One of our clients, Hunter Partners in Recovery, created a very nice video of the work we did with them on supporting people with severe and persistent mental illness. In this 3-minute video I briefly explain the method we use and some of the people who participated share why this project mattered to them. You can read more about this project in this blog.
Imagine you have identified a problem you do not know how to solve, but you do have some money to spend on it. You can then either hire someone to solve the problem for you – a designer or innovator – or you can organise a challenge in which people compete by generating solutions. The person who can find the best solution wins a prize. The latter is becoming increasingly popular, which is easy to understand. A challenge prize will give you more solutions than commissioning the project to an individual designer or innovator. But how do you make sure that this crowdsourcing results in something innovative and successful? On my recent trip to Europe I discussed this question with three ‘social innovators’ who each had wide experience in setting challenge prizes. In this blog I argue that the key to a successful outcome is in the framing of the challenge.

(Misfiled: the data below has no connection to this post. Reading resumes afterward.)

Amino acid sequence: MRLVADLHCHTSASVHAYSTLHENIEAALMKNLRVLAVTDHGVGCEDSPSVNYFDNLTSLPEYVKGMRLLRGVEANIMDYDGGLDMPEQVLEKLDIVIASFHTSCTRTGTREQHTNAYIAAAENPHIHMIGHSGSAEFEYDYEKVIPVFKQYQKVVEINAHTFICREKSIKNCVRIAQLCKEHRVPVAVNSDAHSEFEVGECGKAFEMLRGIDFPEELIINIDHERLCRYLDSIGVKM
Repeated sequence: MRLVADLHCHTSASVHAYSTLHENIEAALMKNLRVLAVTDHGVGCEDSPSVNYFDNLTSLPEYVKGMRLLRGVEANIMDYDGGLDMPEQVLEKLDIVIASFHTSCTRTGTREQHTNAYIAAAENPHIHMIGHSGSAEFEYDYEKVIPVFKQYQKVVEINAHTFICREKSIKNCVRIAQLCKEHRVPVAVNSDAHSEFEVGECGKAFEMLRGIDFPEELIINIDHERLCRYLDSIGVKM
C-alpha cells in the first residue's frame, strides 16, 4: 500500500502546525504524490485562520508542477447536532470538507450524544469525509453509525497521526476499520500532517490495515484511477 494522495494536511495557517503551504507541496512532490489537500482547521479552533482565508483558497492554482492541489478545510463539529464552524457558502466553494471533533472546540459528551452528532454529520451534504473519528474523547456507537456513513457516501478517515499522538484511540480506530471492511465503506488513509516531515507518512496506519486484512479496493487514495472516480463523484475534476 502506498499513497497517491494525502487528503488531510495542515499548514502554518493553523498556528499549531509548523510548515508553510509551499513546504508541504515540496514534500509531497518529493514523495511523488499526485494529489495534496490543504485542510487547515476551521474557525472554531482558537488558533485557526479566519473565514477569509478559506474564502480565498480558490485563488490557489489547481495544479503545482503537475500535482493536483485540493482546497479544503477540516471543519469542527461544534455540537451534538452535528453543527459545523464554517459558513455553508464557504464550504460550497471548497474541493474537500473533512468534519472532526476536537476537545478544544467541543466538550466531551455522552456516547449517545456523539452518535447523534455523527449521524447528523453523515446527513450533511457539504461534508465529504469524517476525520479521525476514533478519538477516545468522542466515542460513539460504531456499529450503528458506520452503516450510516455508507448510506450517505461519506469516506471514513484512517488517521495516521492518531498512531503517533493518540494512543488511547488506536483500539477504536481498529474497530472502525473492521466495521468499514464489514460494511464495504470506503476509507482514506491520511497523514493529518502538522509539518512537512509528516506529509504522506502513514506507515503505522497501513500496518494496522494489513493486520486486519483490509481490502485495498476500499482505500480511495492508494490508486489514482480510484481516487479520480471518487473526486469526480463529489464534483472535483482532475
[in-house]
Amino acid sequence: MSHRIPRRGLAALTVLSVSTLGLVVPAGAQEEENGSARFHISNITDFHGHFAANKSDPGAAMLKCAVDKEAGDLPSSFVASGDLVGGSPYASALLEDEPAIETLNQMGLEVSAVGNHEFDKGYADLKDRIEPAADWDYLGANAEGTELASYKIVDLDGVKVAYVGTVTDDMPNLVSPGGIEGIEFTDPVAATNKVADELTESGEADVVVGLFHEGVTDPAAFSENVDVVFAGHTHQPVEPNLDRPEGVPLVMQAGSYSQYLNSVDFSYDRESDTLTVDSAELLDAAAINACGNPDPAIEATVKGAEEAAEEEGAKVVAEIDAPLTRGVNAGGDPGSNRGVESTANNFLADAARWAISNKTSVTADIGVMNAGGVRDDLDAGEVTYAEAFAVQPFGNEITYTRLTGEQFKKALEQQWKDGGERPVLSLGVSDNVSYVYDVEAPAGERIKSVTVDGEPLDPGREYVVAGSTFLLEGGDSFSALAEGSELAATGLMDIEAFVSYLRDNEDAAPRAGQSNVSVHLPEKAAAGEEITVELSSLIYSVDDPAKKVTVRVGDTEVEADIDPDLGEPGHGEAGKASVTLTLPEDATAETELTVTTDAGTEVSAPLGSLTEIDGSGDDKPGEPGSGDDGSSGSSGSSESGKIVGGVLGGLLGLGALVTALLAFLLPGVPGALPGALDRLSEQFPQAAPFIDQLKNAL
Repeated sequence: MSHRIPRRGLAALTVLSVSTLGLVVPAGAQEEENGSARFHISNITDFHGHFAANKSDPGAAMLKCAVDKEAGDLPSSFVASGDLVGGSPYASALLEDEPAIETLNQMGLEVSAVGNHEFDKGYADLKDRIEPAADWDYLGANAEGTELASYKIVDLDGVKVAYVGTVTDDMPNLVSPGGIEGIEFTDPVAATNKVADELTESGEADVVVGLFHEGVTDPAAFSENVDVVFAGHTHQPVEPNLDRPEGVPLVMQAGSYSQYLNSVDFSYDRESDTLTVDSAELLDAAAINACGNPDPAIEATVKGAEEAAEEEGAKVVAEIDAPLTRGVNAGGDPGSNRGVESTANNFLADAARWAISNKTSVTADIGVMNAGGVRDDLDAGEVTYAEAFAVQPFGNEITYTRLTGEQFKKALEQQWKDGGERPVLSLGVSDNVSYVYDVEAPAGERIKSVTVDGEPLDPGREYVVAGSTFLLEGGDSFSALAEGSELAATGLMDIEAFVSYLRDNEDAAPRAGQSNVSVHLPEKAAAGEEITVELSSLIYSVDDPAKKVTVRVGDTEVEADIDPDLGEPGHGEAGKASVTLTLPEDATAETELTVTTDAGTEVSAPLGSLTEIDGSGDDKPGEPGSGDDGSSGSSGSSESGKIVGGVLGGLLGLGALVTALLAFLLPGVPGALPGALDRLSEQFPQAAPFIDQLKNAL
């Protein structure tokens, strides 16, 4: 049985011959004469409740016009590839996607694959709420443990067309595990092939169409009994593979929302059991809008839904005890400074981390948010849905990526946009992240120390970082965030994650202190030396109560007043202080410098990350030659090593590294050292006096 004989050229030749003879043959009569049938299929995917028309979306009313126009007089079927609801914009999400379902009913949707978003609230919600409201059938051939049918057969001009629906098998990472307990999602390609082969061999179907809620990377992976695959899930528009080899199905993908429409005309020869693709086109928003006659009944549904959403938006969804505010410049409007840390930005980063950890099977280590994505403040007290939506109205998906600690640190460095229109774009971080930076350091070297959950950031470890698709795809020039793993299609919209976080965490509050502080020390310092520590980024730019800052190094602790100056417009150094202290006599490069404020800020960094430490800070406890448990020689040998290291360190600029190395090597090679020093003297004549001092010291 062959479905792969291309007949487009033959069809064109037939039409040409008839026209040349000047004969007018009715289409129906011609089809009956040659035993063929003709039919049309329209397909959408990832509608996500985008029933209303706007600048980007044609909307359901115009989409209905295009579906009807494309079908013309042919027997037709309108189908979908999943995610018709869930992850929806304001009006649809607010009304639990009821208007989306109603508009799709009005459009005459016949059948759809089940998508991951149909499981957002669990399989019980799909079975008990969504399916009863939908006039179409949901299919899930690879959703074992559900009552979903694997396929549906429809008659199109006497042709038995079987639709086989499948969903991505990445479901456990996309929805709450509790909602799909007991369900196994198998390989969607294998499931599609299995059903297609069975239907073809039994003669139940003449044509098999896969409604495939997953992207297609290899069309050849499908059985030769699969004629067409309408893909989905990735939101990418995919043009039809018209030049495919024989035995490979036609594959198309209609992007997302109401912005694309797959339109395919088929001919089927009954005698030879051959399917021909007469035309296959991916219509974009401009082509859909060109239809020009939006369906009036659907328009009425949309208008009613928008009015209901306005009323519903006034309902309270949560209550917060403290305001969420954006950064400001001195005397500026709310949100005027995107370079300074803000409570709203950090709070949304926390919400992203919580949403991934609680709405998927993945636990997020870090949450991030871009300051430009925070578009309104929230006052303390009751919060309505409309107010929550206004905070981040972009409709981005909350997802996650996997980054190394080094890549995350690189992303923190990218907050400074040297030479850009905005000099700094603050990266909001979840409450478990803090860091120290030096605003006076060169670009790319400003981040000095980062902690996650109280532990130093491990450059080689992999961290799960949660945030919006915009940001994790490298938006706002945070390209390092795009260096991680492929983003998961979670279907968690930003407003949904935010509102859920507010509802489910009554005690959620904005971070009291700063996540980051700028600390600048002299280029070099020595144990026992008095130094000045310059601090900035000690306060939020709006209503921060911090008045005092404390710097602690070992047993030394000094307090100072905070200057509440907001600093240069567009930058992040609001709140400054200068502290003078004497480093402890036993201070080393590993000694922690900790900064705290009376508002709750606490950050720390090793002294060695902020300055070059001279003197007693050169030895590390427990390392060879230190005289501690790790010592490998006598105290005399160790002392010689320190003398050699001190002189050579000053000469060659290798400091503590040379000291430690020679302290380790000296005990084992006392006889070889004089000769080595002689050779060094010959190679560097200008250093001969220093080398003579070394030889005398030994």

When people with a severe mental illness are going through a crisis, for example when they are having a psychosis, or are threatening to harm themselves or others, they are in acute need for help. In these situations they usually receive support from many different people, including their carers, police, ambulance, emergency departments, social workers and mental health units. Currently there are many problems within this complex crisis response system. For example, signs of distress are often detected too late, being transported to the hospital and staying in the emergency department can be very traumatic experiences for people with a mental illness, and there are often conflicts between service providers about responsibilities.
This is exactly the kind of complex societal problem we like to address through our design innovation methods. At first sight the fields of mental health emergencies and design might not seem to be related at all. Severe mental illness is a very serious problem and is design not some kind of fun and creative activity used to create things like fashion, iPhones and cars? The latter is indeed true, but there is increasing evidence that the way designers think is also beneficial outside this traditional design domain. This is called design innovation or design thinking. This means that design methods are not only used to design things and products, but also to design services, processes and policies.
One of the principles of design thinking is that to be able to generate innovative solutions designers need to gain a deep understanding of the problem. However, the process of translating these insights into solutions is often presented as rather mysterious and dependent on the ingenuity of designers. In this blog I will show how the frame creation methodology developed by Kees Dorst unveils this mystery by providing a clear method to move from insights to solutions, and how it helped us generate a very promising solution to support people with a severe mental illness who are in acute need for help.